Hong Kong Cardinal-elect Stephen Chow, who made a historic visit to Beijing earlier this year, was on hand and accompanied 40 pilgrims to Mongolia, saying it was an event highlighting the reach of the universal church. He declined to discuss the absence of his Communist Chinese counterparts, focusing instead on Francis and the importance of his visit to Mongolia for the Asian church.
“I think the Asian church is also a growing church. Not as fast as Africa — Africa is growing fast — but the Asian church also has a very important role to play now in the universal church,” the cardinal told reporters.
The president of Communist China, Xi Jinping has demanded that Catholicism and all other religions adhere strictly to party directives and undergo “Sinicization.” In the vast Xinjiang region, that has led to the demolition of an unknown number of mosques, but in most cases it has meant the removal of domes, minarets and exterior crosses from churches.
The Vatican and China did sign an accord in 2018 over the thorny issue of Catholic bishop nominations, but Beijing has violated it.
Most Mongolians follow the dominant Gelugpa school of Tibetan Buddhism and revere its leader, the Dalai Lama. As a result, many Mongolians are concerned with the Chinese Communist Party’s opposition to the exiled
Tibetan leader and its heavy-handed control over monastic life and what appears to be a concerted effort to gradually eliminate Tibetan culture.
Yet, given the need to maintain stable relations with Beijing — Communist China is Mongolia’s top export partner — the country’s leaders have not spoken out on the matter, just as they have remained largely silent about repressive linguistic and cultural policies toward their ethnic brethren in Communist China’s Inner Mongolia region.
Pope Francis also has largely avoided antagonizing Beijing, most significantly by avoiding any criticism of Beijing’s religious crackdown or by meeting with the Dalai Lama.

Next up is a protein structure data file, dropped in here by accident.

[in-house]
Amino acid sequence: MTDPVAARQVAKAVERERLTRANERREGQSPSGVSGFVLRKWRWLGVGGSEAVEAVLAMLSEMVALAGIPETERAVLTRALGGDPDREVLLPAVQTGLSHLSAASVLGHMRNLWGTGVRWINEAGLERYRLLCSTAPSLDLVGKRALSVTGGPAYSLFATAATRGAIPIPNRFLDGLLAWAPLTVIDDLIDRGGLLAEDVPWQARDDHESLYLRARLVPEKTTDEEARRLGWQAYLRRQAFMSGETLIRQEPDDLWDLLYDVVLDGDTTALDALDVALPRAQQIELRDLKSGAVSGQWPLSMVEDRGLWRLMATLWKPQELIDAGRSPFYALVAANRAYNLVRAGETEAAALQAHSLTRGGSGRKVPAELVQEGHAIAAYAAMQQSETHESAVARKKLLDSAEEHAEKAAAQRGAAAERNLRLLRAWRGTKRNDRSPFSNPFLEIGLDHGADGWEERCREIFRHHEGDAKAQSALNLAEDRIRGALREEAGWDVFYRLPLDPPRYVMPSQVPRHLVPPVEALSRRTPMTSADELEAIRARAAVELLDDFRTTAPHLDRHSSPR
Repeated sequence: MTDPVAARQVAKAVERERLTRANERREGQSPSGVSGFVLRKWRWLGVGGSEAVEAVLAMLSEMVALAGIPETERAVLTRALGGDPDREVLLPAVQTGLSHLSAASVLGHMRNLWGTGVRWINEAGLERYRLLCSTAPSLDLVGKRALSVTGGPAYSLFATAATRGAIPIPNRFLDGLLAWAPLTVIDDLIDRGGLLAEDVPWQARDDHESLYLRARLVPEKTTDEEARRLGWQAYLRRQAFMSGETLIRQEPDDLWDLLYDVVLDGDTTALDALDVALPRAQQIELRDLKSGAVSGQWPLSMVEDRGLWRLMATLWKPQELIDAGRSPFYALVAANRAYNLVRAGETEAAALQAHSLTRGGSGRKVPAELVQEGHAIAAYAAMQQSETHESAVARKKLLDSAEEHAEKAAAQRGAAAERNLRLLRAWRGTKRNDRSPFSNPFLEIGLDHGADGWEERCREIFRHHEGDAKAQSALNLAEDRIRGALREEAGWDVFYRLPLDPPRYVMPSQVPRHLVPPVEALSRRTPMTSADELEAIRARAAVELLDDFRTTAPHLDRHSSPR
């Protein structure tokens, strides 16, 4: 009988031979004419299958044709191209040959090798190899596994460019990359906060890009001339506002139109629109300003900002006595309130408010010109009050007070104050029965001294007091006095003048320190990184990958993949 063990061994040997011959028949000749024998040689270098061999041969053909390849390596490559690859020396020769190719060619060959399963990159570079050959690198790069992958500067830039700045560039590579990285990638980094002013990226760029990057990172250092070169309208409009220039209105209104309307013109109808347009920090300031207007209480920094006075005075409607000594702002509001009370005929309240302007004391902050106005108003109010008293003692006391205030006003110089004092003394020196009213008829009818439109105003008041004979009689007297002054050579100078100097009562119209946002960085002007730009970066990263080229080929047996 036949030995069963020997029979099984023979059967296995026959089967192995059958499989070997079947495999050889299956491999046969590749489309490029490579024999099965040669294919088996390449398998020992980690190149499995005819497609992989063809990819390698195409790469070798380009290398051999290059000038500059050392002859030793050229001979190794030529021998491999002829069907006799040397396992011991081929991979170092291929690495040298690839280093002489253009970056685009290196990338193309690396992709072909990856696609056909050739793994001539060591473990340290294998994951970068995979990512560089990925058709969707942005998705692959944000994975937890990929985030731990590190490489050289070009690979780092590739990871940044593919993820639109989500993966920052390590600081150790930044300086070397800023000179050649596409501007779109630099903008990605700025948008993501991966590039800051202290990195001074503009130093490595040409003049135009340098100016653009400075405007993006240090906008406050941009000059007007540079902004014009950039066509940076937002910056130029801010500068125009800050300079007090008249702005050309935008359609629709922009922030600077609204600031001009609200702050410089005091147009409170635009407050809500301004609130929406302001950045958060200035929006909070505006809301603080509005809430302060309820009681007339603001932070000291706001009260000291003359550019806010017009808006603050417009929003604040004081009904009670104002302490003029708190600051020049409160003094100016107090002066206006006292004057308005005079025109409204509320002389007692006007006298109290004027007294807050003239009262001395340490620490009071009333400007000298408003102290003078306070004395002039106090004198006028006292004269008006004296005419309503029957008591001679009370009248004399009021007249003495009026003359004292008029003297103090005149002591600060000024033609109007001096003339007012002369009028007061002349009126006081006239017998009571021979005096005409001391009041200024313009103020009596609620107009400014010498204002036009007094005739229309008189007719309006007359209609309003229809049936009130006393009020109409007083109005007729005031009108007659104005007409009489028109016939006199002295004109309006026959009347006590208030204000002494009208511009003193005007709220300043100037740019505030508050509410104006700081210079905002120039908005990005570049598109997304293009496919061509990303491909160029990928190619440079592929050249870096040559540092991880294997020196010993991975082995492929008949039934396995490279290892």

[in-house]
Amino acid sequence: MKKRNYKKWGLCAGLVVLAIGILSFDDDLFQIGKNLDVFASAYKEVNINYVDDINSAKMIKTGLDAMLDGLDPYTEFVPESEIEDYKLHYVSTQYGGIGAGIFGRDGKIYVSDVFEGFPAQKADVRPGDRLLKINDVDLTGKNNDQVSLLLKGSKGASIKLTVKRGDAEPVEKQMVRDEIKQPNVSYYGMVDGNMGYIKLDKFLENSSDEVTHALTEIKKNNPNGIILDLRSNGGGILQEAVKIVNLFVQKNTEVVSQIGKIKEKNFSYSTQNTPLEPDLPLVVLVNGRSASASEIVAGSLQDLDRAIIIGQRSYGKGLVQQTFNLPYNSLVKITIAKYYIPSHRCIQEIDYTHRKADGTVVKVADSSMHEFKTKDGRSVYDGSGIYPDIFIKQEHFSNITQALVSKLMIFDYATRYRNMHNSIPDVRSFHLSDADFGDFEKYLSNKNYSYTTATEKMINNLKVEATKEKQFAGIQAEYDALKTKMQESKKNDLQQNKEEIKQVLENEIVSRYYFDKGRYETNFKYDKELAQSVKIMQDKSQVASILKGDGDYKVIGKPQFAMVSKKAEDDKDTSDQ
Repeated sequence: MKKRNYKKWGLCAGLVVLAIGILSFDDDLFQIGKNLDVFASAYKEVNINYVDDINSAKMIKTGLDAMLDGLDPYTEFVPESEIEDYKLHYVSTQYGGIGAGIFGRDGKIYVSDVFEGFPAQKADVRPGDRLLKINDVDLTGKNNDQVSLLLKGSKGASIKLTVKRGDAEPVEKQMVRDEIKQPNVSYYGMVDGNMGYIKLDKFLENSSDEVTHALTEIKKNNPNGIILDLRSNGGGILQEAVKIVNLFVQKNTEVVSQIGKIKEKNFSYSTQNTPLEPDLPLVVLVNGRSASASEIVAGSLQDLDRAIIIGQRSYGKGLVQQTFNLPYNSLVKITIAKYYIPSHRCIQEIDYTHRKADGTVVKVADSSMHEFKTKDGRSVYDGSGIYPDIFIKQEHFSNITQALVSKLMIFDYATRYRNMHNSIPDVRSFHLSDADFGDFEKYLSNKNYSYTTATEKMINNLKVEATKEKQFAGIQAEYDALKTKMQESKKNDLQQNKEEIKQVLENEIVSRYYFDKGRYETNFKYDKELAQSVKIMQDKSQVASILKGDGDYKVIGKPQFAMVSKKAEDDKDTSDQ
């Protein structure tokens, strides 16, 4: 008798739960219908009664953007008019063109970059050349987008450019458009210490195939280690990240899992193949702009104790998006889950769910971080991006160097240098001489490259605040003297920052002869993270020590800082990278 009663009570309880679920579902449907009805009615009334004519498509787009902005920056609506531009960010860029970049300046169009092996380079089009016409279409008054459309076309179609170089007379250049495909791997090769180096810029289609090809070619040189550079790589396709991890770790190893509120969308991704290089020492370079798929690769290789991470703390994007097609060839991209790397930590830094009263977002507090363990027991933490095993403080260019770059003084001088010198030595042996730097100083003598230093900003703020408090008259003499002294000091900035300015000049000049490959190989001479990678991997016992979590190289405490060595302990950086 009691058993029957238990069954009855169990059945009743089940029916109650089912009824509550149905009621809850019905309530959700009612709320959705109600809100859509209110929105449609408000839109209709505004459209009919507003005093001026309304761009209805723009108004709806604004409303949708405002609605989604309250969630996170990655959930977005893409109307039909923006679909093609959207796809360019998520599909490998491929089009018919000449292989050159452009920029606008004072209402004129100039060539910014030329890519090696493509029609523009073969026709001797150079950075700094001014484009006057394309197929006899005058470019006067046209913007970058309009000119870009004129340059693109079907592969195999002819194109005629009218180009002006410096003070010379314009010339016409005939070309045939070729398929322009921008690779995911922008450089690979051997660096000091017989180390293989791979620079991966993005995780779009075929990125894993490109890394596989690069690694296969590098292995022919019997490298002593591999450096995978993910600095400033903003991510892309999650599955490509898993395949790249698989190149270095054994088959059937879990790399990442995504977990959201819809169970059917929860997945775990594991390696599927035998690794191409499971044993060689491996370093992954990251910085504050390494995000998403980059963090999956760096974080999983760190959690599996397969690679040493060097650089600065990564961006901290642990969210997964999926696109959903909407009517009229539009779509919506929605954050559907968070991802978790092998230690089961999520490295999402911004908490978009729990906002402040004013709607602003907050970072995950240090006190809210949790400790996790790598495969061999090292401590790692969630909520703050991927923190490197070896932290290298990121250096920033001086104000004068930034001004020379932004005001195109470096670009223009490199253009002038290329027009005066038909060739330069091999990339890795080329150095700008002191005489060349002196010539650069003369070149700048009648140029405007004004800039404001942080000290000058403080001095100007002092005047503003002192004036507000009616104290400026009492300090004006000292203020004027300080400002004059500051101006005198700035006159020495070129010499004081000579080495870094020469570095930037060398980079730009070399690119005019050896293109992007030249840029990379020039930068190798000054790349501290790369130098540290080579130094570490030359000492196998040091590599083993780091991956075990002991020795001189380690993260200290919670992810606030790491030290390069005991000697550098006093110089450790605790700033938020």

While the Dalai Lama wasn’t on hand Sunday, he was mentioned by the head of Mongolia’s main Tibetan Buddhist monastery, Khamba Nomun Khan Gabju Choijamts Demberel.
The abbot noted that “His Holiness,” as the Dalai Lama, like the pope, is known, had recently recognized the 10th reincarnation of the head lama of Mongolian Buddists known as the Jebtsundamba Khutughtu.
“This is an extraordinary fortune for us,” said the abbot, adding that the young lama was currently engaged in his studies of religion and other subjects.
The Dalai Lama’s recognition of the new lama has posed a problem, though, given that Communist China has required all reincarnated lamas to be born within its borders and be officially certified by Beijing. The newly recognized Mongolian lama meets neither criteria.
Russia’s war in Ukraine also loomed large in the background of Sunday’s encounter. The rector of the only Russian Orthodox Church in Ulaanbaatar, Father Antony Gusev, told the gathering about the history of the church in Mongolia, recalling that the current head of the Russian church — Patriarch Kirill — laid the foundation stone for the building in 2001.
The patriarch has strongly backed Russia’s war in Ukraine, straining relations with the Holy See that had made a breakthrough only a few years ago when Francis and Kirill met at Hanava in the first-ever meeting between a pope and a Russian patriarch.